U.S. Looks Bad in International COVID-19 Comparisons

November 18, 2020
Volume 30, Issue 11

The United States usually doesn’t fare very well in international health comparisons. The country’s healthcare ranks among, if not the, most expensive. The outcomes, as measured by metrics such as life expectancy at birth, are not top tier, especially when the U.S. is compared to well-off countries in Europe and Asia.

The United States usually doesn’t fare very well in international health comparisons. The country’s healthcare ranks among, if not the, most expensive. The outcomes, as measured by metrics such as life expectancy at birth, are not top tier, especially when the U.S. is compared to well-off countries in Europe and Asia.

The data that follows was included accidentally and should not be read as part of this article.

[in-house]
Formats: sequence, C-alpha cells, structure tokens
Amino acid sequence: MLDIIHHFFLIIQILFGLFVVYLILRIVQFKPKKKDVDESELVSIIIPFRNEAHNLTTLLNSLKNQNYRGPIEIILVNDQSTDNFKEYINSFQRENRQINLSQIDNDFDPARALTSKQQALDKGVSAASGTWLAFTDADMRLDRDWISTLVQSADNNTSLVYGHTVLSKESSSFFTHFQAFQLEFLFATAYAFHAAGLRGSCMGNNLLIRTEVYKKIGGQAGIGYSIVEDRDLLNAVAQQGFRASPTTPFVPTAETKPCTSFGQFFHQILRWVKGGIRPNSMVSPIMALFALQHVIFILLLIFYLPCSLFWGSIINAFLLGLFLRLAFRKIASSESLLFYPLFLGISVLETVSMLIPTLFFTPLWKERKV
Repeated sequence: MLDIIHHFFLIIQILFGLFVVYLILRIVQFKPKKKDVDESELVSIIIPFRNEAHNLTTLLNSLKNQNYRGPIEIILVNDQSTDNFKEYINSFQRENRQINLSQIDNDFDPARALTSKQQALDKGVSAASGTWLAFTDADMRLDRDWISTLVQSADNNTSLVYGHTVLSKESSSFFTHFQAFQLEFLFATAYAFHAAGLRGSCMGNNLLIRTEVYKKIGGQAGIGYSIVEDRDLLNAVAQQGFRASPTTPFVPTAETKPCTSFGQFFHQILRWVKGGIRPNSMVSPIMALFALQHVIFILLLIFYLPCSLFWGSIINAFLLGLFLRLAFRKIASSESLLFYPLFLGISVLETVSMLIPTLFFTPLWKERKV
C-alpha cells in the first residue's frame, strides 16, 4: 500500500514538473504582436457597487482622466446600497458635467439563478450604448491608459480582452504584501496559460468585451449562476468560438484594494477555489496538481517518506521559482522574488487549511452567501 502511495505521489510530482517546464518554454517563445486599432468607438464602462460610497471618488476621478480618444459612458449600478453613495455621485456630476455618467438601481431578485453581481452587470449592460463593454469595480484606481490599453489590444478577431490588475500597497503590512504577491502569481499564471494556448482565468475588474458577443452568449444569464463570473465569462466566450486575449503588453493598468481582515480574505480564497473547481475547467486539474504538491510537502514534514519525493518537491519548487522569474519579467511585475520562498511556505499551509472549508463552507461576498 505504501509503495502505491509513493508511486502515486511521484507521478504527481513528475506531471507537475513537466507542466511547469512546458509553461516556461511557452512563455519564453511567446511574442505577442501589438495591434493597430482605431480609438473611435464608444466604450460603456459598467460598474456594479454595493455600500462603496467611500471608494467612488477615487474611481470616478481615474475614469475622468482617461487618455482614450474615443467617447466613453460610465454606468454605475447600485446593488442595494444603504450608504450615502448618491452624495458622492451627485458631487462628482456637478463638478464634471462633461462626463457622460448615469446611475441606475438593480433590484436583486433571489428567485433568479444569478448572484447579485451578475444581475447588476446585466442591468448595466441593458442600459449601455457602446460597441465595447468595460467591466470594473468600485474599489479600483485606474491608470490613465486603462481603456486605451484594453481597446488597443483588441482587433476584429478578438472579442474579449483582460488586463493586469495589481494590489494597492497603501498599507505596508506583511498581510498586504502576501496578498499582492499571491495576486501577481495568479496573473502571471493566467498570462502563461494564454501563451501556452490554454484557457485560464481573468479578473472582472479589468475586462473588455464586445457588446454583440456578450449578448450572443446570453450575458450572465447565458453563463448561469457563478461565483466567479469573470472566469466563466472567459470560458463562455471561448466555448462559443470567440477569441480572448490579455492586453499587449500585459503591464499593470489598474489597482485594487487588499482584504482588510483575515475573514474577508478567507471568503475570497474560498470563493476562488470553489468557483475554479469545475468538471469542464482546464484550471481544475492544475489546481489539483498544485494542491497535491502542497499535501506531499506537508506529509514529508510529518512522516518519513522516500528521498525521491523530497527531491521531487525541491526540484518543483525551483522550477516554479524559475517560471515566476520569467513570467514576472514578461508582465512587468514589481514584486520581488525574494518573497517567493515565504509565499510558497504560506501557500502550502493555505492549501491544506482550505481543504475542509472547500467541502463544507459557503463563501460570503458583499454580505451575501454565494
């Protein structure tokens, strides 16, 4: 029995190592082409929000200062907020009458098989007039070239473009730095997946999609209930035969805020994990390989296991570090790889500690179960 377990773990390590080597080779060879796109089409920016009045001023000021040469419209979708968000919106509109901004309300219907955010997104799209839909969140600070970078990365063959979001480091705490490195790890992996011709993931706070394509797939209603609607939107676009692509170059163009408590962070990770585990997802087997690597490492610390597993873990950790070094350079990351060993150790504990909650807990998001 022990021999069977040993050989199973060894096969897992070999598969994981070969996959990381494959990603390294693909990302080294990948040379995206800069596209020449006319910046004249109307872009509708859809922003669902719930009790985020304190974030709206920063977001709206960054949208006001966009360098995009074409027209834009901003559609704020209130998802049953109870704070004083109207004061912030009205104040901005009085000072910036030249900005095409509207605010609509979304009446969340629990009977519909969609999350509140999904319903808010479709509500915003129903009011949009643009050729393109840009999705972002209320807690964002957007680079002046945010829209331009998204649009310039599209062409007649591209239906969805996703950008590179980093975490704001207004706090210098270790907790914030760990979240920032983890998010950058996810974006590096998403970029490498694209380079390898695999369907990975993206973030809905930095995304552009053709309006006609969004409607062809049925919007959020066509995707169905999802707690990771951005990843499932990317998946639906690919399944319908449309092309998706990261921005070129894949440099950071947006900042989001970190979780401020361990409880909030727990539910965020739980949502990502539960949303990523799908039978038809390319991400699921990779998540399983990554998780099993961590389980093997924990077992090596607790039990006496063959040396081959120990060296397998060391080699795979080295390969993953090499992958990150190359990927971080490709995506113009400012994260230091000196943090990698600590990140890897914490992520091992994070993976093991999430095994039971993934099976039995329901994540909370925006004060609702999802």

The story with COVID-19 is similar, according to data reported recently by Kaiser Family Foundation. Among the dozen developed countries included in the foundation’s analysis, only Belgium, at 90.4 COVID-19-related deaths per 100,000 population, was worse than the U.S., at 66.5 COVID-19 deaths per 100,000. By contrast, Japan’s rate of 1.3 COVID-19 deaths per 100,000 is stunningly low, as is Australia’s (3.6 per 100,000) and Germany’s (11.7 per 100,000).

Kaiser’s ranking of the leading causes of death is also sobering. COVID-19 is on course to being the third leading cause of death in the U.S. in 2020, behind only the perennial leaders, heart disease and cancer. In Japan, COVID-19 is on track to being the 29th leading cause of death and in Germany, the 17th

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